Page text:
On Monday, I stood on a steep hill and stared through a stand of sky-high palm trees down upon the San Gabriel and Sycamore valleys. This is the county of Angels, the smoggy city in which I was born and where I met my father, my mother, my sisters, my brother and my grandparents for the first time.
We’ve come here to bury our dead. It wasn’t planned that way. It just happened. First Davy, not even one-year-old, and then my first loss in 1974: my paternal grandmother who told my father once, “She’s alright, Billy. She’s just hungry.”
She was dying with every lumbered step she took toward the kitchen to fetch me a snack. I so wish I could remember what it was. Even at five, I loved her so much.
In 1992, I stood on the same hill and we buried my grandfather. I imagine the palm trees have grown taller, and now, Bertie Mae rests here. She left with that white dove and flew up to heaven and I said goodbye.
I remember her spirit in my kitchen; her fond recollection of those babies: my mother and my aunts. I remember how sad she seemed during that brief and generous interim between her last breath and her first step into Eternity.
Hacienda Heights | This Is The Way We Were
Was it Freud or Jung or someone else who wrote about the significance of the first five years of our lives? I think it was Freud. He thought the first five years of life, particularly conflicts, shaped the personality. Our early impressions of the world could become self-fulfilling prophecies. All I know is that my past here is all but invisible to me and seems to hold no place card in my memory until I return and find that everything bears a comforting familiarity.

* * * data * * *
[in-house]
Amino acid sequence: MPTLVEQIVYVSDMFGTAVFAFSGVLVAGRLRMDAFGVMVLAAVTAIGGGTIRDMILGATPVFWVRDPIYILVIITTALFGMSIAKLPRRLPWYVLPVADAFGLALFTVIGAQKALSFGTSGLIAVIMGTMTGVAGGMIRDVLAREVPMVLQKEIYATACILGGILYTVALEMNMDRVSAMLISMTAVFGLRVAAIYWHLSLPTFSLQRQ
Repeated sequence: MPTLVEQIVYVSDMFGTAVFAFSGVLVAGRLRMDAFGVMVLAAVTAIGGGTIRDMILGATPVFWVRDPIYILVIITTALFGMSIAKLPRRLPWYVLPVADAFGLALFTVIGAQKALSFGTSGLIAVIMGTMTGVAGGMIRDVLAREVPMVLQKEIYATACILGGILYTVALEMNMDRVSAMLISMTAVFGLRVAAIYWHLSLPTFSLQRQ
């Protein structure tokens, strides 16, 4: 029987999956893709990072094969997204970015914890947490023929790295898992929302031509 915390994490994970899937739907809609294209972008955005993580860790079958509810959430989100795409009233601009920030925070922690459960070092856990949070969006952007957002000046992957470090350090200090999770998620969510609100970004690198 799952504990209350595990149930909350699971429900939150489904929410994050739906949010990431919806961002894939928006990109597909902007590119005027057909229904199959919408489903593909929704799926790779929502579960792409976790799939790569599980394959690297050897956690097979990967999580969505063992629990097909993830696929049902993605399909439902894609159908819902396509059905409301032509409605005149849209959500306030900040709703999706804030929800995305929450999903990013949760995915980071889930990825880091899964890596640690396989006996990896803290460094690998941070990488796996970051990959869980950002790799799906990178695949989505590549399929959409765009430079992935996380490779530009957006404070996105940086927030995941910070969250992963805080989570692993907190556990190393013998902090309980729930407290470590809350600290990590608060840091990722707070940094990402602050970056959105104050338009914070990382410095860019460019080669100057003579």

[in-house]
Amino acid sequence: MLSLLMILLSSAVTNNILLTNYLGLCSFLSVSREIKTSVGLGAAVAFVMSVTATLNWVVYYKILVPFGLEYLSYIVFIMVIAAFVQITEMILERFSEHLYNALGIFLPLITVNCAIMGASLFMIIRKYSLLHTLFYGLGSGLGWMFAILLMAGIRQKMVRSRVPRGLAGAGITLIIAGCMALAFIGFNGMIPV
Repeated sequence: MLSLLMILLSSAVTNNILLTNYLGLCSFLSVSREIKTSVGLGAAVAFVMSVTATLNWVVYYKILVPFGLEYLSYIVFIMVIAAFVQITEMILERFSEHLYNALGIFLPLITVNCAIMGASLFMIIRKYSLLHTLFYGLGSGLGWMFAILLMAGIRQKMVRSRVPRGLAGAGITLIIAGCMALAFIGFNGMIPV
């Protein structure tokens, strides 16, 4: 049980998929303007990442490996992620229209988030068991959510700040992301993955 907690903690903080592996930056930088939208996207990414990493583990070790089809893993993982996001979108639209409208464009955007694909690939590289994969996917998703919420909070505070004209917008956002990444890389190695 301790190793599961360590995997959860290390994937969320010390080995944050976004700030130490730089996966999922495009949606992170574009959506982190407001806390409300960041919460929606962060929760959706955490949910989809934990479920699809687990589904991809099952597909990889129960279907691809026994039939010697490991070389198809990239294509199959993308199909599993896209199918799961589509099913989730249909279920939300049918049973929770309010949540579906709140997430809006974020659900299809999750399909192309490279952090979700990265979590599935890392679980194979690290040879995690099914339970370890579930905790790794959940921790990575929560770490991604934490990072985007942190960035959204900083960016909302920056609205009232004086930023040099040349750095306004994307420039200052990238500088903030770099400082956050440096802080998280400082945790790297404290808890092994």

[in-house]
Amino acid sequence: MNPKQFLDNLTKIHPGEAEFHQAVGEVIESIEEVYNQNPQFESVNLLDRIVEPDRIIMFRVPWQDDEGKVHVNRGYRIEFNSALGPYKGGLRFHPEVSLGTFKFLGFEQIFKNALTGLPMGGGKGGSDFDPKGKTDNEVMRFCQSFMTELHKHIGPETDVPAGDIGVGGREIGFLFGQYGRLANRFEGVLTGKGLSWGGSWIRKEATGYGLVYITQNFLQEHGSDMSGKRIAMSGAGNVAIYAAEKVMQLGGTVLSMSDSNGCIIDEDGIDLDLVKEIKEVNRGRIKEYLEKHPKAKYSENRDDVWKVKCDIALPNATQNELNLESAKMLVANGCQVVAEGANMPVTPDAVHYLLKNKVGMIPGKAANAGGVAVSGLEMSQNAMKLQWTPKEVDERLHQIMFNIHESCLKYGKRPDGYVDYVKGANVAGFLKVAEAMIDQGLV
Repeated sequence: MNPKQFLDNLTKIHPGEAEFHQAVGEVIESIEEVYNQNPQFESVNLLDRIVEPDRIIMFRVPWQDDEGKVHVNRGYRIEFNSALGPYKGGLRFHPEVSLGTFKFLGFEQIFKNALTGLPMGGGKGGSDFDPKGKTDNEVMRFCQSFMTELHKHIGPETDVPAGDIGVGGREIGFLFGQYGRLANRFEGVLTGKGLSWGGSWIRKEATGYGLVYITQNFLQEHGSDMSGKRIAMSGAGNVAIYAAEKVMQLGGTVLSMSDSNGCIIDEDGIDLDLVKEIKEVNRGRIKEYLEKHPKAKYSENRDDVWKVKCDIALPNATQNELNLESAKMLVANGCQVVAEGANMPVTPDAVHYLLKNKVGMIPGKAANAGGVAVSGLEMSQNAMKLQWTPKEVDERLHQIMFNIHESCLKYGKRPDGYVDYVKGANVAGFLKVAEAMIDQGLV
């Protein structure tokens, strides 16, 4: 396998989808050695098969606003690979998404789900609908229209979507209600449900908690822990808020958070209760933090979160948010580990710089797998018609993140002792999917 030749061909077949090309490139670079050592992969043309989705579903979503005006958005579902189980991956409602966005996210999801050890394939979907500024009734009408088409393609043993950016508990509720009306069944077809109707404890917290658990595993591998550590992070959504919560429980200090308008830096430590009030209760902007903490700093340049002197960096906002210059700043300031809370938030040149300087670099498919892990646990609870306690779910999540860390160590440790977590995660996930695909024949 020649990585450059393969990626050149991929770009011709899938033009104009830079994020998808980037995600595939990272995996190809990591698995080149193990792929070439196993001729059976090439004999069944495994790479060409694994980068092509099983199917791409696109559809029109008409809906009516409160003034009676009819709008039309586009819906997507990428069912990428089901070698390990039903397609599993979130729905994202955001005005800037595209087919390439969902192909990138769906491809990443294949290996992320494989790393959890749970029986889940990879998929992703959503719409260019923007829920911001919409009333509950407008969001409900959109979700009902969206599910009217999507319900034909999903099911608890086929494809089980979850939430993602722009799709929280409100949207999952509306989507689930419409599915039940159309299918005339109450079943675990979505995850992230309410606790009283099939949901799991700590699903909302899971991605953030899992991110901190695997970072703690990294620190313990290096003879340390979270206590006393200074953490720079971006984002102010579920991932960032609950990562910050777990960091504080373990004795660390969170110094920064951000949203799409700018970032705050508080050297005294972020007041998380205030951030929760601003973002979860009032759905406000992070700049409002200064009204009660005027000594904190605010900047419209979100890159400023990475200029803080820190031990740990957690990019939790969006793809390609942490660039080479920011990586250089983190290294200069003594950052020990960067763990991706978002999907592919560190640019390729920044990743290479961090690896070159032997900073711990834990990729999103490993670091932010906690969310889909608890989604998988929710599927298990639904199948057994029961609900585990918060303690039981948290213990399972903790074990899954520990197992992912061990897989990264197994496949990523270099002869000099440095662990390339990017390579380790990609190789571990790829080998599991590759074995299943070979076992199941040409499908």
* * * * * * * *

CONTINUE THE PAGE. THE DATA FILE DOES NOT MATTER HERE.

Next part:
In the shadows of those schools built in the early 1960s I can nearly see shadows of a 5-year-old me. At dawn and dusk, I peek around the corners of the scores of pastel stucco houses and their ivy-covered cinder block fences. They create these towns, and one zip code runs into another.
I played Hide and Go Seek with my brother here. Thirty-five and a few light years have carried me back and forth across the divide of years. I tiptoe around an abyss of doubt. Did I really ever live here? Was that really me who played in that yard, and broke my arm giving that kid a piggy-back ride? The passage of so much time threatens reality, and I ask myself, “Was it all a dream?” Are these my memories or just chemicals mixing potions in my brain?
We come here to bury our dead. The second they die we say to each other that the dead are now angels or saints no matter how human they were. We say their dying is a blessing, for now, their blind eyes can see. We say all this to get through the day, and then the next and the next one after that. But, I’ve never known anyone who wanted to die.